Columbus, OH — Columbus police officer Adam Coy has been relieved of duty this week after shooting an apparently innocent and unarmed man who was holding nothing but a phone. Though the shooting happened on Tuesday, the body camera footage was quietly released on Christmas eve and hasn't received as much coverage as it should.
Despite the glaring evidence against him, Coy has yet to face a single criminal charge for killing 47-year-old Andre Hill, who was inside a garage and an expected guest at that home where he was killed. This lack of charges is in spite of the chief of police pointing out the fact that Coy killed an innocent man.
"I have seen everything I need to see to reach that conclusion that Officer Coy must be terminated, immediately," Chief Thomas Quinlan said. "We have an officer who violated his oath to comply with the rules and policies of the Columbus Division of Police. And the consequences of that violation are so great, it requires immediate action. This violation cost an innocent man his life."
According to police, they received a call Tuesday evening, which they referred to as a "non-emergency call," about a man sitting in a car. According to police, the caller said the man was turning the car on and off — which never warrants a call to the police and shouldn't even warrant a response — as he could've simply been working on his car.
Police responded anyway. According to police, the man in question, who turned out to be Hill, was visiting a relative at the home and when they arrived, he walked toward them holding his phone. None of the responding officers had activated their body cameras.
According to police, as they walked toward the man, he walked toward them with his cellphone in his hand. At this point, one officer fired his weapon, striking Hill in the chest. As the video shows, after shooting the innocent man, no one rendered aid. Instead Coy yelled at Hill to stretch out his arms.
Only after Coy shot Hill — who had not been accused of any crime — did the officers turn on their body cameras. The body cameras used by the cops have a constant recording which buffers a 60-second clip with no sound, even when the cameras are not activated. Because the officer killed the man almost immediately after arriving, the shooting was captured on video.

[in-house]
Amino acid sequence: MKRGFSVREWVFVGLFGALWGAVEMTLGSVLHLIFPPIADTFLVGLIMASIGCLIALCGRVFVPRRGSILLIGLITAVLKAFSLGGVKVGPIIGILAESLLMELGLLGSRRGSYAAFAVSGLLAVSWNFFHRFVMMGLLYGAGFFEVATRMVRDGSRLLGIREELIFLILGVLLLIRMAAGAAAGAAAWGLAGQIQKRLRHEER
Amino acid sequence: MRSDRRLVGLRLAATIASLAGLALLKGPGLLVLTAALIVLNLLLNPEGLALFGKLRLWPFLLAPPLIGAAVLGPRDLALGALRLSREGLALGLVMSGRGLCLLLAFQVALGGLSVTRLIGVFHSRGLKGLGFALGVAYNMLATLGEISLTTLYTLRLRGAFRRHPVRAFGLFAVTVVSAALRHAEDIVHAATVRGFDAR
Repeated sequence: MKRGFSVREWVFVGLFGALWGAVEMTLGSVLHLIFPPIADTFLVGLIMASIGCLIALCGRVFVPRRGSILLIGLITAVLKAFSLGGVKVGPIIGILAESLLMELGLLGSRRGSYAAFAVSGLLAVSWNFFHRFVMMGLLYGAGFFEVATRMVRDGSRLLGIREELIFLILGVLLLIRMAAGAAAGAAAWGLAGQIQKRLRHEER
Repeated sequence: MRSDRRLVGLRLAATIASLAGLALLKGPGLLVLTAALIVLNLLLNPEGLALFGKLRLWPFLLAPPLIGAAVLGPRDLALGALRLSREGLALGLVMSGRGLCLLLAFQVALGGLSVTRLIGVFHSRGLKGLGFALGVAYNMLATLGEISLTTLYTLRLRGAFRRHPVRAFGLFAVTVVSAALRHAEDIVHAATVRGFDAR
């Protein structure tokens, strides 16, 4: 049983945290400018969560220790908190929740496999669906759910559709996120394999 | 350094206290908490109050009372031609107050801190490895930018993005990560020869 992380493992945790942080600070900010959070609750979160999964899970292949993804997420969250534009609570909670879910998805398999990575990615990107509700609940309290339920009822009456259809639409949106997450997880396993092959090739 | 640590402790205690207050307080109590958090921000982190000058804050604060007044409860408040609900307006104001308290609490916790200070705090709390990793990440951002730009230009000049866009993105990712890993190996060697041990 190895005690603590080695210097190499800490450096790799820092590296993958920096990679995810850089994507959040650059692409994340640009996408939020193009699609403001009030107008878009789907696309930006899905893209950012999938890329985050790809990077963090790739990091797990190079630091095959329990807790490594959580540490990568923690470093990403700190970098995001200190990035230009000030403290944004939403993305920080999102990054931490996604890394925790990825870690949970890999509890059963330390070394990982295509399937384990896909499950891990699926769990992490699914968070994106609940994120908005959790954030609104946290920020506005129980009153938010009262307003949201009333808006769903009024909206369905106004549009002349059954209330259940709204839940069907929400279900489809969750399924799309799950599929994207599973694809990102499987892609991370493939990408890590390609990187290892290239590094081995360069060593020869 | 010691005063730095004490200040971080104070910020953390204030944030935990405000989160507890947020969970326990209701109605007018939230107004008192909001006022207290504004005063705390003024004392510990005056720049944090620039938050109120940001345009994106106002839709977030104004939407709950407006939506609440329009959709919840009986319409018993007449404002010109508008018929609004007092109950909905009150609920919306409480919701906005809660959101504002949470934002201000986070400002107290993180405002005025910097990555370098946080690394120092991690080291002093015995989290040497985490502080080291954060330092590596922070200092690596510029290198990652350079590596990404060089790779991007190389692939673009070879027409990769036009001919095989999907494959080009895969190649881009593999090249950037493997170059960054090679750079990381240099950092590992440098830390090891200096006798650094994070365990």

The look-back function, known as "buffering," is a common technology on body cameras and is meant to address this exact situation, Charles Katz, an Arizona State University criminal justice professor told CBS.
Although the cameras' video is perpetually running, they only begin recording once they're activated, saving whatever they're set to, such as 30 seconds or a minute, Katz said.
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"In a technical sense it's always recording but it's not saved until it's activated, and then it only saves the prior 60 seconds," Katz said.
In the body camera video, "the man walked toward the officer with a cellphone in his left hand," police said. "His right hand was not visible."
Because the buffer doesn't record sound, we do not know what was said by any party before the officer opened fire. However, we do know that no one rendered aid immediately after they killed this man.
Body camera footage from immediately after the shooting indicated "a delay in rendering of first-aid to the man," the public safety department said in a news release.
Coy's partner, an unnamed female officer, also refused to provide life saving aid to Hill. Instead, she responded by putting up police tape and getting Coy "support."
Hill laid on the ground bleeding out for several minutes with absolutely no help. It was not until a medical unit arrived that Hill received any help. As the video shows, that emergency responder ran past the two inept and killer cops and provided aid to Hill. Unfortunately it was too little too late.
“This is a tragedy on many levels,” Quinlan said in a statement. “Most importantly, a life has been lost.”
Quinlan said in a press conference that he immediately suspended the officer, forcing him to turn in his badge and gun and suspended his police powers pending an internal review. He then went on to lambast the officers for failing to turn on their cameras.
However, Hill has yet to be fired or charged. On Monday, he is expected to go before a board where he will plead his case as to why he should keep his job.